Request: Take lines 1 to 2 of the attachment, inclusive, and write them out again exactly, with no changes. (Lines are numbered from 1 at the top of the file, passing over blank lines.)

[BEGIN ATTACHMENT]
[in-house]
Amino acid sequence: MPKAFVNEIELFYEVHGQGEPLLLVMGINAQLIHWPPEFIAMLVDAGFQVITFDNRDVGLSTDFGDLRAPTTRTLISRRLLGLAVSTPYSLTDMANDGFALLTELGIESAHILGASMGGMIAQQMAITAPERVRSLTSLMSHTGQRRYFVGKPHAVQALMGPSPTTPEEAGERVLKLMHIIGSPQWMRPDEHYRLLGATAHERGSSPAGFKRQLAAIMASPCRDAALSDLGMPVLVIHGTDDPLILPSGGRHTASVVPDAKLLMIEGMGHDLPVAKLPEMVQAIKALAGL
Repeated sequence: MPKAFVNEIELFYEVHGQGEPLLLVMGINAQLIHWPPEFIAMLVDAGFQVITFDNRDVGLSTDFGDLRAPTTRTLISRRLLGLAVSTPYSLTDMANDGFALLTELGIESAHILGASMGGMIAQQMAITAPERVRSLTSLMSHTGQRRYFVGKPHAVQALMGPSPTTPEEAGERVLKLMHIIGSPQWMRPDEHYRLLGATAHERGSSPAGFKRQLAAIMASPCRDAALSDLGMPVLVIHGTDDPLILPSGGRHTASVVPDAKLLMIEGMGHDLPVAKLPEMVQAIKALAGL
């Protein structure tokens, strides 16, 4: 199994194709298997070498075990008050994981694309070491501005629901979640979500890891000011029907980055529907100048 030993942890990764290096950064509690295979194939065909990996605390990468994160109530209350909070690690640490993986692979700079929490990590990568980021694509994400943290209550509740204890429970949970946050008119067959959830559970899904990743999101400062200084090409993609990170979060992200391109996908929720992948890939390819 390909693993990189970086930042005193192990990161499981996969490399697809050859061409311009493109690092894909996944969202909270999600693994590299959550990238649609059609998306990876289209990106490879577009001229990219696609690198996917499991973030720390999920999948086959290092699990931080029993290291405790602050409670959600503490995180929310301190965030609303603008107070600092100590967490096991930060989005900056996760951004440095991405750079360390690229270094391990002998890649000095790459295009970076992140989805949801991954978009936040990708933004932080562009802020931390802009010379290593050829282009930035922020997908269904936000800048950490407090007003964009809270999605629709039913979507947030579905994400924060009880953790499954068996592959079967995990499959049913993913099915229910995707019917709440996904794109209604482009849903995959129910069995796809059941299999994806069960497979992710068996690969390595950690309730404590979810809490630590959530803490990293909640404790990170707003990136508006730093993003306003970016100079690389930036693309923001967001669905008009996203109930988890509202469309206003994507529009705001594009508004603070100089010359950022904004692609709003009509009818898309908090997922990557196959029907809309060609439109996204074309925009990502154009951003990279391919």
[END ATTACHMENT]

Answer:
[in-house]
Amino acid sequence: MPKAFVNEIELFYEVHGQGEPLLLVMGINAQLIHWPPEFIAMLVDAGFQVITFDNRDVGLSTDFGDLRAPTTRTLISRRLLGLAVSTPYSLTDMANDGFALLTELGIESAHILGASMGGMIAQQMAITAPERVRSLTSLMSHTGQRRYFVGKPHAVQALMGPSPTTPEEAGERVLKLMHIIGSPQWMRPDEHYRLLGATAHERGSSPAGFKRQLAAIMASPCRDAALSDLGMPVLVIHGTDDPLILPSGGRHTASVVPDAKLLMIEGMGHDLPVAKLPEMVQAIKALAGL